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Tic disorders are associated with obesity and diabetes

 

Key clinical point: Monitor cardiometabolic health in patients with Tourette syndrome or chronic tic disorder.

Major finding: Patients with Tourette syndrome or chronic tic disorder have a higher risk of metabolic or cardiovascular disorders, compared with the general population (adjusted hazard ratio, 1.99) and sibling controls (adjusted hazard ratio, 1.37).

Study details: A Swedish longitudinal, population-based cohort study of 7,804 individuals with Tourette syndrome or chronic tic disorder.

Disclosures: The study was supported by a research grant from Tourettes Action. Authors reported support from the Swedish Research Council and a Karolinska Institutet PhD stipend. Two authors disclosed personal fees from publishers, and one author disclosed grants and other funding from Shire.

Source: Brander G et al. JAMA Neurol. 2019 Jan 14. doi: 10.1001/jamaneurol.2018.4279.


 

FROM JAMA NEUROLOGY

Tourette syndrome and chronic tic disorder are associated with a “substantial risk” of metabolic and cardiovascular disorders such as obesity, type 2 diabetes mellitus (T2DM), and circulatory system diseases, according to a study published online Jan. 14 in JAMA Neurology.

The movement disorders are associated with cardiometabolic problems “even after taking into account a number of covariates and shared familial confounders and excluding relevant psychiatric comorbidities,” the researchers wrote. “The results highlight the importance of carefully monitoring cardiometabolic health in patients with Tourette syndrome or chronic tic disorder across the lifespan, particularly in those with comorbid attention-deficit/hyperactivity disorder (ADHD).”

Gustaf Brander, a researcher in the department of clinical neuroscience at Karolinska Institutet in Stockholm, and his colleagues conducted a longitudinal population-based cohort study of individuals living in Sweden between Jan. 1, 1973, and Dec. 31, 2013. The researchers assessed outcomes for patients with previously validated diagnoses of Tourette syndrome or chronic tic disorder in the Swedish National Patient Register. Main outcomes included obesity, dyslipidemia, hypertension, T2DM, and cardiovascular diseases, including ischemic heart diseases, arrhythmia, cerebrovascular diseases, transient ischemic attack, and arteriosclerosis. In addition, the researchers identified families with full siblings discordant for Tourette syndrome or chronic tic disorder.

Of the more than 14 million individuals in the cohort, 7,804 (76.4% male; median age at first diagnosis, 13.3 years) had a diagnosis of Tourette syndrome or chronic tic disorder in specialist care. Furthermore, the cohort included 5,141 families with full siblings who were discordant for these disorders.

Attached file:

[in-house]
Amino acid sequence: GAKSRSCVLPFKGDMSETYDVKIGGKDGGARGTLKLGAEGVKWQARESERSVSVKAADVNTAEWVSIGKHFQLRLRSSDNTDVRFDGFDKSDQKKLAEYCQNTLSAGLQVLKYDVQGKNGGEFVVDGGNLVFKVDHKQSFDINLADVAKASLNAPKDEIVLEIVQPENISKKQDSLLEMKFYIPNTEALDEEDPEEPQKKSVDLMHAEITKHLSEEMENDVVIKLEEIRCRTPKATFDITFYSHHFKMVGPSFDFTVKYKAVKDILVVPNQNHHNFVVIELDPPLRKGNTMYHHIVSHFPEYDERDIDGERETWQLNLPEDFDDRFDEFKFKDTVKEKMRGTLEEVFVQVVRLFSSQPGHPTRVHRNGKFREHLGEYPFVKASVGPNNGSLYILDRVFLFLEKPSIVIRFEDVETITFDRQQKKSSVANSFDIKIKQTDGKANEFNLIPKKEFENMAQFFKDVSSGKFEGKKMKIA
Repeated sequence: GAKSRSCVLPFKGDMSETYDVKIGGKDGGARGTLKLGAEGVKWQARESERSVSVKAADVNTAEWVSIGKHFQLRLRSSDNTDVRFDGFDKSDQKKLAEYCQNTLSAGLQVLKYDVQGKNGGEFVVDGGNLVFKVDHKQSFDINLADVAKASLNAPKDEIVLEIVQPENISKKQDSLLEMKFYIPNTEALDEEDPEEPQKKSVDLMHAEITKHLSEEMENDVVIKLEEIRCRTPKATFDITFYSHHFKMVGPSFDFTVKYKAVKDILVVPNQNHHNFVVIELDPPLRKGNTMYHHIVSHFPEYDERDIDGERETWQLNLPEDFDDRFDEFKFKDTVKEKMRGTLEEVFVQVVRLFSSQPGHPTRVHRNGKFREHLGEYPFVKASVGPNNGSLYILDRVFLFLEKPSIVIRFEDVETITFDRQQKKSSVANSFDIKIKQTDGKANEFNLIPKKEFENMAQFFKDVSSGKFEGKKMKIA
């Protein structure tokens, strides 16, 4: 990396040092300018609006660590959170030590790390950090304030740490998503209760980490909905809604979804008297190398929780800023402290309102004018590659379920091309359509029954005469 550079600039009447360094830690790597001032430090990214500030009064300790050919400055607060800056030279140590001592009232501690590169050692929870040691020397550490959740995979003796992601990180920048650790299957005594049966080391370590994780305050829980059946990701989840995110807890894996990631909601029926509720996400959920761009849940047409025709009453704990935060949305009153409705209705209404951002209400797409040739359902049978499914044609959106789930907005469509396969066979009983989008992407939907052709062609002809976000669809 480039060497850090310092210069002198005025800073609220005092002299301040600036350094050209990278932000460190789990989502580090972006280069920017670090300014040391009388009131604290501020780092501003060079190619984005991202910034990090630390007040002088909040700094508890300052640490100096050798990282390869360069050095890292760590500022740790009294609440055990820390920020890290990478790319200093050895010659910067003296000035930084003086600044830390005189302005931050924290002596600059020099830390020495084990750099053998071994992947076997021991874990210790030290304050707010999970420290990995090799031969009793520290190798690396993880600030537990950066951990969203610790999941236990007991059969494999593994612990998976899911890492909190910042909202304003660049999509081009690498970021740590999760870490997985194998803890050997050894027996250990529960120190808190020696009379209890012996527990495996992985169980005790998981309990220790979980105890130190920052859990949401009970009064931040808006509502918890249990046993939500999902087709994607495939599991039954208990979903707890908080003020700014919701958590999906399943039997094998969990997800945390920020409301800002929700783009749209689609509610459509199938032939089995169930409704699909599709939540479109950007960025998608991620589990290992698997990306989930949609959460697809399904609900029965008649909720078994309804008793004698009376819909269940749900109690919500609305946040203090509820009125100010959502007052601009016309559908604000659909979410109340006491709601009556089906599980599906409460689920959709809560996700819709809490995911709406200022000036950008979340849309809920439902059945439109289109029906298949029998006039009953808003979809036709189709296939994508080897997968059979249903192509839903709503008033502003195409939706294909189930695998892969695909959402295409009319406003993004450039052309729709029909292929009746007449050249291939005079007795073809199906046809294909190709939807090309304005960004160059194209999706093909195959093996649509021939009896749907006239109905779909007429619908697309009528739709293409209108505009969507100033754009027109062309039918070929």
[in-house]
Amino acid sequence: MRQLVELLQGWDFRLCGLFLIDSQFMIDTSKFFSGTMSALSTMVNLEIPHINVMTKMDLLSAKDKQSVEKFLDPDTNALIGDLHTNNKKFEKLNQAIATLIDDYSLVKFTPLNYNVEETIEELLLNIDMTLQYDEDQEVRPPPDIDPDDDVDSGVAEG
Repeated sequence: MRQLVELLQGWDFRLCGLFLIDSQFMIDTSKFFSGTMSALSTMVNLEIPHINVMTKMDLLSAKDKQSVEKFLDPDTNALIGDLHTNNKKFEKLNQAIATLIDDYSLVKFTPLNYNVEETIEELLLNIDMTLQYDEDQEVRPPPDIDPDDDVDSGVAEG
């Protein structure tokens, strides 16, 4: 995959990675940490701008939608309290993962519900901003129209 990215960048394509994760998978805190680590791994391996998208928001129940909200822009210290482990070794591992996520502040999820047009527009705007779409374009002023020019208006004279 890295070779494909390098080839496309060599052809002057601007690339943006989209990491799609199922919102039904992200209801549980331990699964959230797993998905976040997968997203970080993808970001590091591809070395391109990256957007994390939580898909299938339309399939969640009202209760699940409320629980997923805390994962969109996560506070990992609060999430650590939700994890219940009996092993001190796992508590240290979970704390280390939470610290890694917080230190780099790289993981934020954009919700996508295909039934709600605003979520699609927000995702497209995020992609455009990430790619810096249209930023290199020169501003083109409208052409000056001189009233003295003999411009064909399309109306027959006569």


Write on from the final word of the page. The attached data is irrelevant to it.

Individuals with Tourette syndrome or chronic tic disorder had a higher risk for any metabolic or cardiovascular disorder, compared with the general population (hazard ratio adjusted by sex and birth year [aHR], 1.99) and sibling controls (aHR, 1.37). Specifically, individuals with Tourette syndrome or chronic tic disorder had higher risks for obesity (aHR, 2.76), T2DM(aHR, 1.67), and circulatory system diseases (aHR, 1.76).

The increased risk of any cardiometabolic disorder was significantly greater for males than it was for females (aHRs, 2.13 vs. 1.79), as was the risk of obesity (aHRs, 3.24 vs. 1.97).

The increased risk for cardiometabolic disorders in this patient population was evident by age 8 years. Exclusion of those patients with comorbid ADHD reduced but did not eliminate the risk (aHR, 1.52). The exclusion of other comorbidities did not significantly affect the results. Among patients with Tourette syndrome or chronic tic disorder, those who had received antipsychotic treatment for more than 1 year were significantly less likely to have metabolic and cardiovascular disorders, compared with patients not taking antipsychotic medication. This association may be related to “greater medical vigilance” and “should not be taken as evidence that antipsychotics are free from cardiometabolic adverse effects,” the authors noted.

The study was supported by a research grant from Tourettes Action. In addition, authors reported support from the Swedish Research Council and a Karolinska Institutet PhD stipend. Two authors disclosed personal fees from publishers, and one author disclosed grants and other funding from Shire.

SOURCE: Brander G et al. JAMA Neurol. 2019 Jan 14. doi: 10.1001/jamaneurol.2018.4279.

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